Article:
Watchdog group report reveals conditions that can lead
to nursing home abuse and neglect in New York. Receives an Overall Grade of “F”
When a loved one needs to take up residence in a nursing home, many aspects of care must be considered. Some of these issues might include the geographical location of the facility, will the relative or loved one agree to the move, the cost involved, and the reputation of the institution. All of these present their own spin concerning this important decision.
The standard of care being provided to your relative is bound to come in near the top of the list. Being a resident of New York State, can you be assured that your selection of a nursing home for your loved one is the best choice?
Unfortunately for many, the answer is a loud “NO.”
A nursing home advocacy group, Families for Better Care, compiled a score card of nursing home care for all 50 states, and New York was rated 45th out of all 50 states for overall care. According to Brian Lee, the executive director of Families for Better Care, the principle problem for New York state nursing homes is staffing levels. In fact, New York nursing homes rated a failing grade in every staffing category and is one of only five states that managed to pull off that miserable achievement.
Staffing levels are one of the basic criteria that can be used to assess the quality of care that a nursing home resident receives. The hours of care that a resident receives has been shown in a number of studies to be directly related to the quality of care that they are receiving, according to the New York Attorney General’s Office. Understaffing and unskilled staff members are the primary reasons for nursing home abuse, neglect and negligence in New York.
Although experts have not yet been able to agree on exactly what the minimum standards of staffing should be, some interesting data has been found. As an example, 98% of all nursing homes in the state of New York fall in an area where long-term resident’s quality of care begins to suffer, according to a federal study. When compared to the staffing levels in Florida, 70% of New York nursing homes have staffing levels that fall below Florida’s level and almost 40% do not meet California standards.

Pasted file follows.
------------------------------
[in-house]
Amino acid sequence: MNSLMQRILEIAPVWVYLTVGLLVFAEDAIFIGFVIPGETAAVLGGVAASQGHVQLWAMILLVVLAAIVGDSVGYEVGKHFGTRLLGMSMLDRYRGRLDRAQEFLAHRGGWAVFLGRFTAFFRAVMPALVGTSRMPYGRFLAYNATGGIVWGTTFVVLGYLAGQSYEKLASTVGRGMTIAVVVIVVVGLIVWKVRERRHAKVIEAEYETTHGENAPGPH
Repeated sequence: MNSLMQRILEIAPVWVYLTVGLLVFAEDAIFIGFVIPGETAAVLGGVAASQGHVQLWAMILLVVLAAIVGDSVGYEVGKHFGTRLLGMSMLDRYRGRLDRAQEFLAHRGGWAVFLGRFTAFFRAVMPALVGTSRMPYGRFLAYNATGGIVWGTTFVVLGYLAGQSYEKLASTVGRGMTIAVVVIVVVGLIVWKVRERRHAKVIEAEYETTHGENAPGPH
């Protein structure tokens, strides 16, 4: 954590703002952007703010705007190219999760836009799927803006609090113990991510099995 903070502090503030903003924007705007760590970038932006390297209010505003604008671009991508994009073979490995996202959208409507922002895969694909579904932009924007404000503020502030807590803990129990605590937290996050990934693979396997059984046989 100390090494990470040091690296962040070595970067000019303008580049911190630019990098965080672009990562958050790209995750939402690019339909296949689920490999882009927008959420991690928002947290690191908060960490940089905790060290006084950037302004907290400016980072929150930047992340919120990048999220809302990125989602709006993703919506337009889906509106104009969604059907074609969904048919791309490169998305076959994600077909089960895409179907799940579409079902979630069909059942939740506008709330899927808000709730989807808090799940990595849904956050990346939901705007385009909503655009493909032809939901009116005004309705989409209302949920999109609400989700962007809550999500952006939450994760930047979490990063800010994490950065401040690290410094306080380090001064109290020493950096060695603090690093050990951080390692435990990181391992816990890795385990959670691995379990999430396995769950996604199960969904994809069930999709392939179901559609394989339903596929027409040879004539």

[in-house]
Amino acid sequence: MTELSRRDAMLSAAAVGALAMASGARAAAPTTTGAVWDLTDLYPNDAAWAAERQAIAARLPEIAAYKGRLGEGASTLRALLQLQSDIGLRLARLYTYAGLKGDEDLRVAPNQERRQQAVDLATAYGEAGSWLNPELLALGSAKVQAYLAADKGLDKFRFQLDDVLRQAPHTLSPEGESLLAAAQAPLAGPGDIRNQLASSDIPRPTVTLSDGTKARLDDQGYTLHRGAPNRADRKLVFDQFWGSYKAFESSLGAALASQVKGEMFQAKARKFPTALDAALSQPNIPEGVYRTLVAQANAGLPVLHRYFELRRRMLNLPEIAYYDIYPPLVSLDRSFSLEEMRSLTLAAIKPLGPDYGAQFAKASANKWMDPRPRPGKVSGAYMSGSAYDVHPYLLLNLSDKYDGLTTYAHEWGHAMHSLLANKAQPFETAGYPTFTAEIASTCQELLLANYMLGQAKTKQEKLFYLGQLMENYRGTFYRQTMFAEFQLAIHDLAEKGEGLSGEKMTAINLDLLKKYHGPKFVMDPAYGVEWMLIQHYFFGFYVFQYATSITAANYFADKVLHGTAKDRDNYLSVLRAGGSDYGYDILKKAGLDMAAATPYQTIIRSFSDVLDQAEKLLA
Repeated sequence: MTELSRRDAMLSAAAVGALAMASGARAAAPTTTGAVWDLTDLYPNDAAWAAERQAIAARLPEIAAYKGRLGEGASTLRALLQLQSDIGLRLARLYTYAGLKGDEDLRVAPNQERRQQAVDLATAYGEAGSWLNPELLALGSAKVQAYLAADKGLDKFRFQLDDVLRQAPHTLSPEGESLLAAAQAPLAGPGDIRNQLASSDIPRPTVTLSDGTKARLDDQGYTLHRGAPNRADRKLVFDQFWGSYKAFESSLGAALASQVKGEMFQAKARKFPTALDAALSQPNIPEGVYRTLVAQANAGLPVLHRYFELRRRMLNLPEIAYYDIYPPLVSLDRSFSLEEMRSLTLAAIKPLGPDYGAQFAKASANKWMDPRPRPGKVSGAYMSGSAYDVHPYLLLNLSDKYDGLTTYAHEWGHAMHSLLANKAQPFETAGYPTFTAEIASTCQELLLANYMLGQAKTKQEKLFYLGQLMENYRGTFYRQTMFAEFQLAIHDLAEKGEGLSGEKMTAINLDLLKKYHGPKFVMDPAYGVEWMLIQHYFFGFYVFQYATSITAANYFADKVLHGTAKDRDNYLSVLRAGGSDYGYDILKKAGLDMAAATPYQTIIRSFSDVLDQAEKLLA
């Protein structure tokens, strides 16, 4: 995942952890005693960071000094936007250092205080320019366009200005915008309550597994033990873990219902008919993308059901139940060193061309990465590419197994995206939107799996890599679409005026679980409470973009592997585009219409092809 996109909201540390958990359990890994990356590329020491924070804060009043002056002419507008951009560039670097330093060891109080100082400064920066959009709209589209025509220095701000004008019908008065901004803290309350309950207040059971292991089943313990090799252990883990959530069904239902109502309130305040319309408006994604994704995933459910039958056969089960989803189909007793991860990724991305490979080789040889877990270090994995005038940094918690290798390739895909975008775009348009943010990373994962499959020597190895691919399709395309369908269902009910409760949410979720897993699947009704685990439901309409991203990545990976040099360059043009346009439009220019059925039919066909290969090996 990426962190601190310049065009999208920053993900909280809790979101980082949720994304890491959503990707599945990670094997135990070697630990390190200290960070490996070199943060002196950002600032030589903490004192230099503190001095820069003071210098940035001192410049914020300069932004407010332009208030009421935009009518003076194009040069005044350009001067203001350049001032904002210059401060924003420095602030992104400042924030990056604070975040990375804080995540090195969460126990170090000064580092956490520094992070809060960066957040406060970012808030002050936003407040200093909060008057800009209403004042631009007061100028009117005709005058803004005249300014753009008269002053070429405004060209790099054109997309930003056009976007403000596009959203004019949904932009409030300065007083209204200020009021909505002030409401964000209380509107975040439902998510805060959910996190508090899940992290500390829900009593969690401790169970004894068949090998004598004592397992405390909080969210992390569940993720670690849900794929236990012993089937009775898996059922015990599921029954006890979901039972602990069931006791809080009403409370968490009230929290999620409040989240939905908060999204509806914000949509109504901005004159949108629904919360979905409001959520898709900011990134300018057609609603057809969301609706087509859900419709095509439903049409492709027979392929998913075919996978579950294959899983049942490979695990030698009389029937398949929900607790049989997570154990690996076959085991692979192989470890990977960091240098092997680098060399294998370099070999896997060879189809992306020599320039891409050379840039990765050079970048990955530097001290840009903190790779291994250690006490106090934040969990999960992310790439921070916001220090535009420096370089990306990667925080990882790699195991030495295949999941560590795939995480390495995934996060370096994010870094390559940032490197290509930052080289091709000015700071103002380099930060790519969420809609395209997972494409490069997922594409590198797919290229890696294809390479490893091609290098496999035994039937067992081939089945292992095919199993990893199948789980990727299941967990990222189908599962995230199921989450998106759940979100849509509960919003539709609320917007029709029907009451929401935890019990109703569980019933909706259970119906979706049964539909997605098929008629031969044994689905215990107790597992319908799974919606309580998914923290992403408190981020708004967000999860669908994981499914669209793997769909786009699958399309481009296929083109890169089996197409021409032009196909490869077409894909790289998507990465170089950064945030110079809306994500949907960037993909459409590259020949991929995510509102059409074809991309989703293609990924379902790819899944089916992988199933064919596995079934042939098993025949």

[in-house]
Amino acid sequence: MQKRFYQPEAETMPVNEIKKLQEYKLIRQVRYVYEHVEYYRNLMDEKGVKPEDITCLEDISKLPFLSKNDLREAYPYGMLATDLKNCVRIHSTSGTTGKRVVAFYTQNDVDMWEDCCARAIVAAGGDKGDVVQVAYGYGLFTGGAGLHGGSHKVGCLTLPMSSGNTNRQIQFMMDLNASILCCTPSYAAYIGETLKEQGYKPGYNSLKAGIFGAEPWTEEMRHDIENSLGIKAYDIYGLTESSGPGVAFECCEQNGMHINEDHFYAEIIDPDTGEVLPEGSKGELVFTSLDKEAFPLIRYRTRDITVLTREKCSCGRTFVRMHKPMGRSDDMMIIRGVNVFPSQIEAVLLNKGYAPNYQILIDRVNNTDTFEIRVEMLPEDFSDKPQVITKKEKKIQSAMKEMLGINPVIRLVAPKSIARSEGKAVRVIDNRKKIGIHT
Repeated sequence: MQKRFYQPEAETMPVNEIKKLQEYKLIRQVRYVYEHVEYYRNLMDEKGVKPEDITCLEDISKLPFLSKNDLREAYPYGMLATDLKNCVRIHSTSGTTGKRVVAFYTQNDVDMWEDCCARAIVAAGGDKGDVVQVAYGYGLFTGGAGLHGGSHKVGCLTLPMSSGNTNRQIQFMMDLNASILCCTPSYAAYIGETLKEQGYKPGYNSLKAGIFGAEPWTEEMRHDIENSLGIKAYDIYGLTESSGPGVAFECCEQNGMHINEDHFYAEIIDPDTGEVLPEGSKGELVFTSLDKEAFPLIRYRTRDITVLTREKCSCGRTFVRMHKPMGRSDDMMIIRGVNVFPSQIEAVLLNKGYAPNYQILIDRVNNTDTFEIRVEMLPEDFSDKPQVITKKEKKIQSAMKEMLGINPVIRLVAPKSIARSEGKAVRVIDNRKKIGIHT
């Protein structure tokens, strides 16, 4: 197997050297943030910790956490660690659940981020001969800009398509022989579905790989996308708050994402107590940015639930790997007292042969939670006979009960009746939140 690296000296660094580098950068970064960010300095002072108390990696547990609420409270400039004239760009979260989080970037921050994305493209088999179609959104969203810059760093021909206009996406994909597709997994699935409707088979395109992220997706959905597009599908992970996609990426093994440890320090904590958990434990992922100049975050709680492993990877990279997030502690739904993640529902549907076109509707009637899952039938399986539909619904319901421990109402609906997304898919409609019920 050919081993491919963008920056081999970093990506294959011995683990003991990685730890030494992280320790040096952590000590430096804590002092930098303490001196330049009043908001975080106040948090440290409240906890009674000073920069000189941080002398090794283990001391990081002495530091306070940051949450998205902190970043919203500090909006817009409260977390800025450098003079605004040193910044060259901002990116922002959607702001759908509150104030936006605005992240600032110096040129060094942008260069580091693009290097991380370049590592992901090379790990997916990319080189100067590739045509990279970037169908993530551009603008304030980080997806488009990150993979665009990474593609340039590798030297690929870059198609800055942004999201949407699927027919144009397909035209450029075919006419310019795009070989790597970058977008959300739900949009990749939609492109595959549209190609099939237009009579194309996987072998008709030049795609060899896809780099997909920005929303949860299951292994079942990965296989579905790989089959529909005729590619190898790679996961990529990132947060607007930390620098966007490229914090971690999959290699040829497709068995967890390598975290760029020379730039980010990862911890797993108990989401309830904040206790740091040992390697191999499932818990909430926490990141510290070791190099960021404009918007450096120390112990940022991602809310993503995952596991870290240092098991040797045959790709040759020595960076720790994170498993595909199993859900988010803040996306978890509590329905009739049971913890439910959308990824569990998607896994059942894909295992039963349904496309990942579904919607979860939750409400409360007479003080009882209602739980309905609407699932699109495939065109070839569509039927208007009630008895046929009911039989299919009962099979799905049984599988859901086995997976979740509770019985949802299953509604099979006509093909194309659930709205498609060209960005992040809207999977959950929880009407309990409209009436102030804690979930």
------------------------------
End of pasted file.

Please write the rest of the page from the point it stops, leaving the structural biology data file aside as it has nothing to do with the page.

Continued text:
This overall grade held fast over 2013-2014, neither improving nor declining. When looking at the entire northeast region, New York was at the bottom of that list for quality of nursing home care too.
However, inadequate staffing levels are not the only problem. Ninety percent of all complaints concerning nursing home abuse and neglect in New York were confirmed by the state’s Ombudsmen. This category actually slipped from 43rd place last year to a new low of 45th place in this year’s report. These types of complaints could involve a wide variety of problems, including the resident’s right to privacy and dignity, the right to proper care, the right of having personal property, and the right to express their rights.
There was only one category where New York’s nursing homes were able to squeak out a “B” and that was the number of facilities with severe deficiencies. In this area, the state was able to move up from 17th place to 13th place since last year.
Other areas showed no improvement at all, such as, Direct Care Staffing Hours per Resident which held on to its “D” grade and 38th place. Another area that showed no movement was Professional Nursing Staff Above Average category. It was still listed with an “F” grade in 43rd place.
We offer the following specific examples of nursing home neglect, abuse and negligence in New York, all of which come from the New York Attorney General’s report.
The Chandler Care Center in Ossining, NY, was convicted in the theft of $400,000 in Medicaid repayments. During an inspection during the summer, most rooms were found to be unbearably hot because they were not air conditioned. In addition, water was not being provided to the residents on a regular basis.
A Schenectady nursing home, the Hallmark Nursing Centre, ran into problems with inadequate care for the residents. It was found that they suffered from pressure sores and reduced mobility. In the next inspection it was determined that pressure sores were receiving inadequate treatment, patient dignity was compromised, and medication errors were occurring. Staffing levels were found to be critically low. In 2001, registered nurses spent 4 minutes per day with each resident and records were falsified to hide the fact that unauthorized personnel were performing assessments.
Two Erie County nursing homes were found to be causing harm to their residents. The problems included improper administration of medications, inadequate treatment of pressure sores, and not providing toilet assistance to residents when required, further evidence of nursing home negligence in New York. A lack of staff was also found to be the case there.
Those with family members living in, or planning to move to a nursing home in New York should determine the quality of care being provided. No matter how highly rated, any long-term care facility could have lapses in care.